1 assess ves t in vax004 as one minus hazard ratio vaccine placebo
1. Assess VES(t) in Vax004 as one minus hazard ratio (vaccine/placebo)

VES(t) =

1 – HR

No evidence

That VES differs

From 0 at

Any t

2 approach to assessing vaccine efficacy on progression infectiousness vep vei
2. Approach to Assessing Vaccine Efficacy on Progression/Infectiousness (VEP/VEI)
  • Clinical endpoints
    • HIV-related conditions
      • Vax004 used CDC 1993 definition
    • WHO stage 2/3
  • Surrogate endpoints for AIDS progression and transmission to others
    • RNA viral load
    • CD4 count

2. Rationale for Viral Load Endpoint: Risk of Progression to AIDS by 9 years in the MACS of ART-naïve Homosexual Men with CD4 counts < 350 cells/mm*

*Statistics obtained from Table 5 of DHHS Guidelines for the use of ART,


2. Rationale for Viral Load Endpoint: Probability of Transmission per Coital Act in HIV-Discordant Couples in Rakai, Uganda*

*Statistics obtained from Table 2 of Gray et al. (Lancet 2001; 357:1149-1153)

2 challenges with surrogate endpoints
2. Challenges with Surrogate Endpoints
  • Vaccine effects on surrogate endpoints may not predict vaccine effects on clinical endpoints
    • Common pitfall in clinical trials in many disease areas
  • Use of ARTs obscures direct assessment of mid-to-long range vaccine effects on viral load/CD4
  • The assessment of the vaccine effect on post-infection endpoints is susceptible to selection bias
hypothetical example of selection bias
Hypothetical Example of Selection Bias

Immune SystemViral LoadNumber Infected

Vaccine Strong -- 0

Weak 5 10

Placebo Strong 3 10

Weak 5 10

For vaccine group, mean log10 viral load = 5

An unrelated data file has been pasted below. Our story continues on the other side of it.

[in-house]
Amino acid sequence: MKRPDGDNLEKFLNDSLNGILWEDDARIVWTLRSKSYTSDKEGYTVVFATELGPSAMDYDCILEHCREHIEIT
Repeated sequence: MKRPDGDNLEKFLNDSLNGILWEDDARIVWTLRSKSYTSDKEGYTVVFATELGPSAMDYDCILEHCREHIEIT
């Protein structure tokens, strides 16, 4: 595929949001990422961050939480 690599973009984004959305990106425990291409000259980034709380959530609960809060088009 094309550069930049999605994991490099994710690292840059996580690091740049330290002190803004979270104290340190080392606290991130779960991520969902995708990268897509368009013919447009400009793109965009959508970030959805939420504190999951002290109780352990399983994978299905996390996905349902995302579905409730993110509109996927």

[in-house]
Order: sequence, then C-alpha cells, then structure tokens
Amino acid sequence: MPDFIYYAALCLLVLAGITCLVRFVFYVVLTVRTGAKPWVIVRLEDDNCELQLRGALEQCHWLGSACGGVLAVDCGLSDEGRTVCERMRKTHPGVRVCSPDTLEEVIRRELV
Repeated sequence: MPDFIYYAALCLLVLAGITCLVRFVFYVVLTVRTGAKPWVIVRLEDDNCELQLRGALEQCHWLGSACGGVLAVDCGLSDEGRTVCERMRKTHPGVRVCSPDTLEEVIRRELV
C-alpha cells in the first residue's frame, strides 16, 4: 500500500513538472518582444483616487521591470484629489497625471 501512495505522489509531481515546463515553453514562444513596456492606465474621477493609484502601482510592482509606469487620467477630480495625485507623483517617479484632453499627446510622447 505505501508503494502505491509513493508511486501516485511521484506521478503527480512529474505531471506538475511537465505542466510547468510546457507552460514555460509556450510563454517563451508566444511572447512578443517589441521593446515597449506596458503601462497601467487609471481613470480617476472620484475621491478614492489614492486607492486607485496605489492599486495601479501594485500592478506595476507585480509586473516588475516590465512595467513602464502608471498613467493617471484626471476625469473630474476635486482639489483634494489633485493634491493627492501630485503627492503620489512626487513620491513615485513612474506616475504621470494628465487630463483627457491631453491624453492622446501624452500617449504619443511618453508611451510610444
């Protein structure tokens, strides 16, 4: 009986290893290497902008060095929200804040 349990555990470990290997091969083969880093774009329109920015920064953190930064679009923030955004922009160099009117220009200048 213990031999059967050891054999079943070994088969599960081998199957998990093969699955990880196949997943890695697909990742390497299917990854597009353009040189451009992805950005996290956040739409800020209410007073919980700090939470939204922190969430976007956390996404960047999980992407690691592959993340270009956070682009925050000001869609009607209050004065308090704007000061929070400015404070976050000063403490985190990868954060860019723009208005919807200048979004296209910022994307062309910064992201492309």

For placebo group, mean log10 viral load = 4

Comparing viral loads between infected vaccine and placebo recipients would suggest that vaccination increases viral load. But in truth the vaccine has no effect on viral load.

Therefore, the straightforward, standard analysis is misleading


2. Post-Infection Surrogate Endpoints

  • Categories of surrogate endpoints:
    • Early: 1-3 months post infection diagnosis

Measured in all seroconverters prior to ART initiation

    • Mid: 6-24 months
      • Biomarkers affected by ART initiation
      • Vaccine effects may trigger provisional licensure
    • Late: > 24 months
      • Confirm benefit suggested by early/mid effects
      • Clinical and CD4 endpoints key
        • Assess vaccine effects on clinical endpoints regardless of ART use

2. Set-Point Viral Load Endpoint

  • Initial pre-ART viral load
    • E.g., the average of pre-ART viral loads measured 13 months post infection diagnosis
    • Surrogate vaccine efficacy parameter:
      • VEVL = Mean(VL;placebo) - Mean(VL;vaccine)
2 pre art viral loads in vax004
2. Pre-ART Viral Loads in Vax004

Early viral

Load is similar

In vaccine and

Placebo arms

2 vax004 sensitivity analysis of the average causal effect ace on set point viral load
2. Vax004: Sensitivity Analysis of the Average Causal Effect (ACE) on Set-Point Viral Load
  • Assessments